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Set theory is a branch of mathematical logic that studies sets, which informally are collections of objects. Although any type of object can be collected into a set, set theory is applied most often to objects that are relevant to mathematics. The language of set theory can be used in the definitions of nearly all mathematical objects. The modern study of set theory was initiated by Georg Cantor and Richard Dedekind in the 1870s. After the discovery of paradoxes in naive set theory, such as Russell's paradox, numerous axiom systems were proposed in the early twentieth century, of which the Zermelo–Fraenkel axioms, with or without the axiom of choice, are the best-known.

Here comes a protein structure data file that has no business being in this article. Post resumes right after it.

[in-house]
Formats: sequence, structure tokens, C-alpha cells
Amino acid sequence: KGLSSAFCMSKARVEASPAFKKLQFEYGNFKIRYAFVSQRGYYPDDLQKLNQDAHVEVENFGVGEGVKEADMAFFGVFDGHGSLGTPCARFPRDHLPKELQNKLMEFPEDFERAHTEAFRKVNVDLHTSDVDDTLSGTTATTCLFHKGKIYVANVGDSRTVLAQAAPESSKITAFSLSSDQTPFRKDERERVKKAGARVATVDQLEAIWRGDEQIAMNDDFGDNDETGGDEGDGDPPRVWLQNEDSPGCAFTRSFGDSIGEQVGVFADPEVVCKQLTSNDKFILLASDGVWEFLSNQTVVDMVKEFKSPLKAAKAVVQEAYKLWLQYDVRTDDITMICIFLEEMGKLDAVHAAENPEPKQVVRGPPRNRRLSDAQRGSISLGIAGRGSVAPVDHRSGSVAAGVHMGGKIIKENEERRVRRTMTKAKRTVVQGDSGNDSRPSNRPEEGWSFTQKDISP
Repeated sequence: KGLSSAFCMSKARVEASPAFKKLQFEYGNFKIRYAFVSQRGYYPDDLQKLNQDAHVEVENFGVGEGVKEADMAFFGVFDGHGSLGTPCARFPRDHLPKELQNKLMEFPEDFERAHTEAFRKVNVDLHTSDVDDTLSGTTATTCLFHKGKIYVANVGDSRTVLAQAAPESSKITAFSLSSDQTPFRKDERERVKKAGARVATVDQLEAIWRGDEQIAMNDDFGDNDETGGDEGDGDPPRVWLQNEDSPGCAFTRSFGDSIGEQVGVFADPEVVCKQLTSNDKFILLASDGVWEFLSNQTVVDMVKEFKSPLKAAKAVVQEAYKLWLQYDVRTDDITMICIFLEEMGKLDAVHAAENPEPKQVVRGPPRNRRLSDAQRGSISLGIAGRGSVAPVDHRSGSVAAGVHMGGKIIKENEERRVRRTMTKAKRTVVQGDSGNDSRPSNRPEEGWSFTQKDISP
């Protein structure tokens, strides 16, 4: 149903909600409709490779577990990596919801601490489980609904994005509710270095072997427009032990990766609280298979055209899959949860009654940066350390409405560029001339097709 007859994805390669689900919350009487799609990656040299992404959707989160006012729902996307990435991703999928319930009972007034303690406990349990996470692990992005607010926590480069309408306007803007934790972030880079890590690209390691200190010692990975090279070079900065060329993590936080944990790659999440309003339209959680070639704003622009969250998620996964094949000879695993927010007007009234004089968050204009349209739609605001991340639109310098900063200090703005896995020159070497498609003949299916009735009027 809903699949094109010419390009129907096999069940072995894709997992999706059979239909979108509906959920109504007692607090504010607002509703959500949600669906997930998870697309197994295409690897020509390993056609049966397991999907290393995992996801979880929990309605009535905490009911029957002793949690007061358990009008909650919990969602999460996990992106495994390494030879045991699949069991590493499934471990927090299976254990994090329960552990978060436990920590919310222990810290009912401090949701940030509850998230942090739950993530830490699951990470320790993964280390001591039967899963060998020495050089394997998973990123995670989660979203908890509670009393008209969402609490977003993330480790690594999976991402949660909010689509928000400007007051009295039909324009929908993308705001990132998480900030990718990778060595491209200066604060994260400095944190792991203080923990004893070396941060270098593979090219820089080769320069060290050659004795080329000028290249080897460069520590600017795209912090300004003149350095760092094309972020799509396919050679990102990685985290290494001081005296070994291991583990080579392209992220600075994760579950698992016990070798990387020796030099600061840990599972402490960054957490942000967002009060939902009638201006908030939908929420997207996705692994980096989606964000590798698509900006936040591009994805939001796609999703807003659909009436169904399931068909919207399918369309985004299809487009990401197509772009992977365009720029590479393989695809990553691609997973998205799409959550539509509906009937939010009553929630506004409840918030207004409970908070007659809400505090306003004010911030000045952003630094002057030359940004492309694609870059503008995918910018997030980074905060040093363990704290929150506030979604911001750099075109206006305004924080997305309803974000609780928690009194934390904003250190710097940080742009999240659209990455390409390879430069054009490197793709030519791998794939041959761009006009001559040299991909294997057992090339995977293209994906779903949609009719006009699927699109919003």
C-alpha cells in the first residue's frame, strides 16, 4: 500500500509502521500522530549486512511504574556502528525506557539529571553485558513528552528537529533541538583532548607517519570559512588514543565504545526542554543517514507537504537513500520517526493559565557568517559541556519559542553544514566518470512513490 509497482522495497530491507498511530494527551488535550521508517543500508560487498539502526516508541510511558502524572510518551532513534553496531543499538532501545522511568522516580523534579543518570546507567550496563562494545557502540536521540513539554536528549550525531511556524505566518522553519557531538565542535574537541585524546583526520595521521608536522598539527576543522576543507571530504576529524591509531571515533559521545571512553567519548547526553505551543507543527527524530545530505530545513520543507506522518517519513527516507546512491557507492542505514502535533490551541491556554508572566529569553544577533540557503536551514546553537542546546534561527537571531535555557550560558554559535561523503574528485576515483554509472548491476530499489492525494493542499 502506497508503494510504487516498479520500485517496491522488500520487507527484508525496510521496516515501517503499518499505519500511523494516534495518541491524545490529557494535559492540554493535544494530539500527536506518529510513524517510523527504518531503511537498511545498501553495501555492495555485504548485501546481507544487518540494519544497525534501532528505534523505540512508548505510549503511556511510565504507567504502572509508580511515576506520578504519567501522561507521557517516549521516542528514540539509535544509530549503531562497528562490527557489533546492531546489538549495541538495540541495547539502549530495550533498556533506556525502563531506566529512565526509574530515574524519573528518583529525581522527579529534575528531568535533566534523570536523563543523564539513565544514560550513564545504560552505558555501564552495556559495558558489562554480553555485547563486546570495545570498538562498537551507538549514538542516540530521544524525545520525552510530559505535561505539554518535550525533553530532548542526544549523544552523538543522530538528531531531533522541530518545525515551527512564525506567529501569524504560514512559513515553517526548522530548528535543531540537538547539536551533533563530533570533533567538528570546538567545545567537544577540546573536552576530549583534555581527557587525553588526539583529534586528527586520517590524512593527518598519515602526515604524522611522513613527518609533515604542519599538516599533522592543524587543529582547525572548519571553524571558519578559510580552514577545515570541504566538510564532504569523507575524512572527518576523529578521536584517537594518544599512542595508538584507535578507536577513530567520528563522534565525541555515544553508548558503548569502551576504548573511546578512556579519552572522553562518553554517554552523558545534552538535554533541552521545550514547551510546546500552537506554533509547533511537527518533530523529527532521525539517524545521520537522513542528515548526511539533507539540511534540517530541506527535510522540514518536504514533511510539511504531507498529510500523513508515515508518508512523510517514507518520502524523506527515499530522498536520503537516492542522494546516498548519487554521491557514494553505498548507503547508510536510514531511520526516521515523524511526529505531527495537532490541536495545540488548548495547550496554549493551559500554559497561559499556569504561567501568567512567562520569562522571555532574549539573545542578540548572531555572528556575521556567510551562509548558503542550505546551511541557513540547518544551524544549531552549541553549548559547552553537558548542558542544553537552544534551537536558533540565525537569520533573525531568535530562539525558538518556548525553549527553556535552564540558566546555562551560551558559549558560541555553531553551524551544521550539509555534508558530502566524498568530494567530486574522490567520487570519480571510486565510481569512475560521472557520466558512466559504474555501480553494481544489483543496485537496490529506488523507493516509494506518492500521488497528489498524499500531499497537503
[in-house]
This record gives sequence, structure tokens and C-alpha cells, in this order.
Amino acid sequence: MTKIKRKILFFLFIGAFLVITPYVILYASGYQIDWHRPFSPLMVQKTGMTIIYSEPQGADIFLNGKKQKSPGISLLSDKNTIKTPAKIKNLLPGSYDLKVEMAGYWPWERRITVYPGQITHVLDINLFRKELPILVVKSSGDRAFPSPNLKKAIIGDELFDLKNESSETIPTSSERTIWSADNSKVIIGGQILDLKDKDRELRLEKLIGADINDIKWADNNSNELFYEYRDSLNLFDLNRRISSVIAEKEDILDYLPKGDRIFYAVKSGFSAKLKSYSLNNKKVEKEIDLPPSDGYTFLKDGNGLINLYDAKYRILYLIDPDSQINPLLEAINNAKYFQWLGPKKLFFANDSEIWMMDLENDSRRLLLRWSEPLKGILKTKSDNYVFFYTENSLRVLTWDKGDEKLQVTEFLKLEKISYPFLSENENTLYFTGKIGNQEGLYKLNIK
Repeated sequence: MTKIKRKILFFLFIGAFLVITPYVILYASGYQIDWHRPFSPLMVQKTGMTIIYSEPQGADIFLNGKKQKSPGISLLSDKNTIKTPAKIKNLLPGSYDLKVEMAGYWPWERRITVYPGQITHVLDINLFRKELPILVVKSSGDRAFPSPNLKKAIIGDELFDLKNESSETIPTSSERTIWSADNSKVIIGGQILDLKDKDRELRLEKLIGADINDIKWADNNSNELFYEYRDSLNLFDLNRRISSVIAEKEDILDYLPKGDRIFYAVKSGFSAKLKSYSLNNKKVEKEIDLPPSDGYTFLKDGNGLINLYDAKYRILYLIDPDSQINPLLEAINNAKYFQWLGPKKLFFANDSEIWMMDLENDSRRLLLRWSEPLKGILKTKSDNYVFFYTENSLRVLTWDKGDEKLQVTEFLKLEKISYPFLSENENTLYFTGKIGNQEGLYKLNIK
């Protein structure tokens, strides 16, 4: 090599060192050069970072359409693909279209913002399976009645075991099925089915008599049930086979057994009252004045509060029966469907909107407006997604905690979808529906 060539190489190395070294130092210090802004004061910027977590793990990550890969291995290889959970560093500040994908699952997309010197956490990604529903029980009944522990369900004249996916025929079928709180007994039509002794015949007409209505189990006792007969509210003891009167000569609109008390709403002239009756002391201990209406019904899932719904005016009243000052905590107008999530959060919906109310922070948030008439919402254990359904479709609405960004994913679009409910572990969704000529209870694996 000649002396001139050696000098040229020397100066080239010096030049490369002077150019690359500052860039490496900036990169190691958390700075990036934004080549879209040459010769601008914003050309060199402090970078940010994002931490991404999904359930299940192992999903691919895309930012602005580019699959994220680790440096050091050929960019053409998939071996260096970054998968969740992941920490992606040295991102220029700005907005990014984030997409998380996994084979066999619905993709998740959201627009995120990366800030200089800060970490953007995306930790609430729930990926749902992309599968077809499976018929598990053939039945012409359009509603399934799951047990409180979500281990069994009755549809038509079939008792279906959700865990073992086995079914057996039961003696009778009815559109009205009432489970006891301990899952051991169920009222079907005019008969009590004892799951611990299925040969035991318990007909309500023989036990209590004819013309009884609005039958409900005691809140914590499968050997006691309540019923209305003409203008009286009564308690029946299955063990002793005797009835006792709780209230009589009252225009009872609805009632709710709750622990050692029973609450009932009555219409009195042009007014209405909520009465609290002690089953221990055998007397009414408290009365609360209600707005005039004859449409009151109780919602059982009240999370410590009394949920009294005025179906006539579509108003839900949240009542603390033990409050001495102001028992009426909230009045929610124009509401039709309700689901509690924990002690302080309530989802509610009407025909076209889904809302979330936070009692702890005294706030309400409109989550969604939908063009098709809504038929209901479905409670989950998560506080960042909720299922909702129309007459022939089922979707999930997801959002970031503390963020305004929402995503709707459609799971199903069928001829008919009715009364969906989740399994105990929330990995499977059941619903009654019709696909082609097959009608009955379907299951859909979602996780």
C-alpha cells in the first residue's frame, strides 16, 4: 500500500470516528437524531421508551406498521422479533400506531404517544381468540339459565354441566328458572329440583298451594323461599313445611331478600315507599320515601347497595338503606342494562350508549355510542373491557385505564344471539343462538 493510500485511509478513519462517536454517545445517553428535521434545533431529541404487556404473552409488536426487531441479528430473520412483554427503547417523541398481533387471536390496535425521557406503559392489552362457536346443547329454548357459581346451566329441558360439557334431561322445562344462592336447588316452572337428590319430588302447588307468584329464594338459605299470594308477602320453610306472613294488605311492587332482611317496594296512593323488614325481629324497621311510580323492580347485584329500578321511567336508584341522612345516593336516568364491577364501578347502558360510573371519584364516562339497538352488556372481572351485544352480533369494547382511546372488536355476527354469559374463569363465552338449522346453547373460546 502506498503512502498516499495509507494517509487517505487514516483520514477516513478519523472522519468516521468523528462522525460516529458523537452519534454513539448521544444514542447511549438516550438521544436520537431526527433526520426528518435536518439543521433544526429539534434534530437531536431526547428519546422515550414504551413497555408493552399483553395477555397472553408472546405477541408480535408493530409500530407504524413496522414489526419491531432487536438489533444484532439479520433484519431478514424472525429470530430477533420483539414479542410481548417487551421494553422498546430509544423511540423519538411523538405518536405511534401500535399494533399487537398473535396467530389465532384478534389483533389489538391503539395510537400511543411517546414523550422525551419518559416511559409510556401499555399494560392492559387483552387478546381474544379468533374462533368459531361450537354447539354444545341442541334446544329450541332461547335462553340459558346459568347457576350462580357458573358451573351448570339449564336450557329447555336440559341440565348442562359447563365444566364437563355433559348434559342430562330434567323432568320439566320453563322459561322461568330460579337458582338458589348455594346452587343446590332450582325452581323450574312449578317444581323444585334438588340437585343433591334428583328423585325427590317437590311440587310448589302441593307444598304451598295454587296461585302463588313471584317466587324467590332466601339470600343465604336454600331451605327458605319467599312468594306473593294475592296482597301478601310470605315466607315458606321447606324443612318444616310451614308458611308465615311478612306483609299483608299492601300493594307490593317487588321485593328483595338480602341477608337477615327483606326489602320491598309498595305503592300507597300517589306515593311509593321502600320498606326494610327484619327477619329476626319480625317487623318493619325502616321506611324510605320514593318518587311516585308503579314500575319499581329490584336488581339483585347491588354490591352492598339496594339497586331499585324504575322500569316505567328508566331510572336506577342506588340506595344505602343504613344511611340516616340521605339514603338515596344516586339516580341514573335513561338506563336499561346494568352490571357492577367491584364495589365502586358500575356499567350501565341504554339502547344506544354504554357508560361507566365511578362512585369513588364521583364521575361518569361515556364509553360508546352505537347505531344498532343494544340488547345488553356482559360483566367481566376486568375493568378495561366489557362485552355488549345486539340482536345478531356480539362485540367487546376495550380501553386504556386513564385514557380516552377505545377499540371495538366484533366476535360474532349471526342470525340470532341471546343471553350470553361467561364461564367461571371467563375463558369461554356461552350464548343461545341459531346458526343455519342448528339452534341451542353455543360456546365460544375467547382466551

Mathematical logic is a subfield of mathematics exploring the applications of formal logic to mathematics. It bears close connections to metamathematics, the foundations of mathematics, and theoretical computer science. The unifying themes in mathematical logic include the study of the expressive power of formal systems and the deductive power of formal proof systems. Mathematical logic is often divided into the fields of set theory, model theory, recursion theory, and proof theory. These areas share basic results on logic, particularly first-order logic, and definability.